WB: There's been a lot of change, especially on 87th [Street]. A lot of guys have turned their lives around since we've started this, because I started a mentoring program, too. I just talk to people and they also come to me, too, because I've got that type of personality. I help them in any way that I can … and they tell a person and they tell a person. Now I've got too many people! [laughs] I love it, though.

WCT: I watched a YouTube video where you talk about the pressures and the struggles of being a stud. There was even mention of an encounter you had with your brother where he had an issue with you.

WB: Coming out as a stud, I've been shot at, I've been stabbed, I had to fight growing up in the projects to get where I am. Being a stud is not an easy thing to be, growing up out here. There's a lot of hatred. I've cried. … I've been through so much just being who I am but I have to be who I am. My brother feels like I'm trying to be more of a "man" than what he is. He has a problem with me because I "look like a guy," "dress like a guy" and I do all "guy" things. My relationship with my brother is still strained after all these years. I think he's getting better, but we're always going to have a strained relationship. My mother is what keeps us together.

WCT: What was it like when you came out to your mother?

WB: When I came out to my mother, it was hard because her best friend sexually abused me. So, I didn't tell my mother until I was graduating from high school. I tried to tell her earlier, but she wasn't really listening. When I finally told her, she was crying and stuff like that. She felt like she should have paid better attention and she should have protected me. After that, everything was cool [with her].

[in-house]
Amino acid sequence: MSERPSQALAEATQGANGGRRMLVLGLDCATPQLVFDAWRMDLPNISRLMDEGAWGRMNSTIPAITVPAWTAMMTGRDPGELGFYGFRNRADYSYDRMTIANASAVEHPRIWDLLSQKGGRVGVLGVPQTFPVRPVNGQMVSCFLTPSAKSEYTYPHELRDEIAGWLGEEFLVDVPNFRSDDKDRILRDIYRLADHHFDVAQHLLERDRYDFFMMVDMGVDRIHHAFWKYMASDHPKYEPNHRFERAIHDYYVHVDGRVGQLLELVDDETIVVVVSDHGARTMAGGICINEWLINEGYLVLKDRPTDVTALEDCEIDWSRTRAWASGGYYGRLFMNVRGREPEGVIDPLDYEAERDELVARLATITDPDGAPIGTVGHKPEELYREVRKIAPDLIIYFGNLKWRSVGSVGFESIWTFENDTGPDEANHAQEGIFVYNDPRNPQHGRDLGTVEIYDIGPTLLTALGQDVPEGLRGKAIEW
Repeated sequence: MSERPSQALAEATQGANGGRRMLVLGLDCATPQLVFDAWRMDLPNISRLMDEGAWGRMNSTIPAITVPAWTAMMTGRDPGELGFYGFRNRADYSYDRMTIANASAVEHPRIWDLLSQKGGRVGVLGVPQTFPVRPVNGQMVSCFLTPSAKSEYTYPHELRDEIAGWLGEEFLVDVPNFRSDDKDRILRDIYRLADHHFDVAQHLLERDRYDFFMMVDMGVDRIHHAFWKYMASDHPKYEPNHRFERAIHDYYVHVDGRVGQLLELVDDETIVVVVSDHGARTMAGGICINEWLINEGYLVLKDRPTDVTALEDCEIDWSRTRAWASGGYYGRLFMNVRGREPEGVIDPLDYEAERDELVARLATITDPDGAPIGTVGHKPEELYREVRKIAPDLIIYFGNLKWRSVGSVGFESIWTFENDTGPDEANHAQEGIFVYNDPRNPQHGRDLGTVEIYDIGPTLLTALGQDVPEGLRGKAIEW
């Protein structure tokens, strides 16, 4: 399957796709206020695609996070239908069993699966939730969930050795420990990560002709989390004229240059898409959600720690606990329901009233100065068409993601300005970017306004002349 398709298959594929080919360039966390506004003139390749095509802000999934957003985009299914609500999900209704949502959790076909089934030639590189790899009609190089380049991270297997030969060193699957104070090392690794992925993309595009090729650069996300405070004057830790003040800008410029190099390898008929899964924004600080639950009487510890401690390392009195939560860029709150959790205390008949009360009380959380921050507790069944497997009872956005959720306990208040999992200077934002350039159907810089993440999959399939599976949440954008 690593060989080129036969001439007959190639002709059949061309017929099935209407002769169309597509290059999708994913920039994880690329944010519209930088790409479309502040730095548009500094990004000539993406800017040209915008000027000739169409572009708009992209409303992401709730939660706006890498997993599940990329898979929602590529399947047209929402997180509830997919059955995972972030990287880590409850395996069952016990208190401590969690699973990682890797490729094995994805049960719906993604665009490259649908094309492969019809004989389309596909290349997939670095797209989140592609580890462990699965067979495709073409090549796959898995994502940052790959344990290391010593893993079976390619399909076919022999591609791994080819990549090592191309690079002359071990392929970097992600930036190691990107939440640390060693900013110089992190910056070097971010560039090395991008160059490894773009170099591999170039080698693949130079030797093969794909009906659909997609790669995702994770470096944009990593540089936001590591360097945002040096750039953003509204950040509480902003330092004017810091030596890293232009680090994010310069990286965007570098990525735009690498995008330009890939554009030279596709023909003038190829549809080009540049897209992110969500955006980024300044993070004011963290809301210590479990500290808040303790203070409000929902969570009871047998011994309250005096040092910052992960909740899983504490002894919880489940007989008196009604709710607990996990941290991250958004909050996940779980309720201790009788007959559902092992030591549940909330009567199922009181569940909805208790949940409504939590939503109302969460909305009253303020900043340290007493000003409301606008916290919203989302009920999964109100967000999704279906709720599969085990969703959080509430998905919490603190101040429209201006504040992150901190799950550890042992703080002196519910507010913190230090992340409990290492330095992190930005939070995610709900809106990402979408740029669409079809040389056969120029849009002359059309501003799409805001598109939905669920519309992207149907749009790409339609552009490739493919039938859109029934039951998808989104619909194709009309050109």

WCT: Tell us about the book you have coming out.

WB: It's called Leader by Fault. I chose this title because—at 13, growing up in the projects [and] by me being a stud—all the guys had me doing "guy things" like fighting and all that, and made me a leader. I chose the title because the things that happened to me, as far as on the streets and being sexually abused, none of that was my fault. It tells the story of all I've been through and how I overcame obstacles, didn't do drugs and it's a very powerful story of where I was then and where I am now.

WCT: When did you start writing it?

WB: About 10 years ago. But I would start and stop because it's painful. I didn't want to hurt my mother because of the stories I was telling. I decided the time is now because it's not going to just help me. I know it's going to help a whole lot of people, especially the younger LGBT people that are going through this but don't know how to deal with it.

WCT: How can people get the book?

WB: Hopefully in the next couple of months, it's going to be on Amazon. And I'm going to have a book signing before the end of the year.

WCT: Any advice for young studs out there?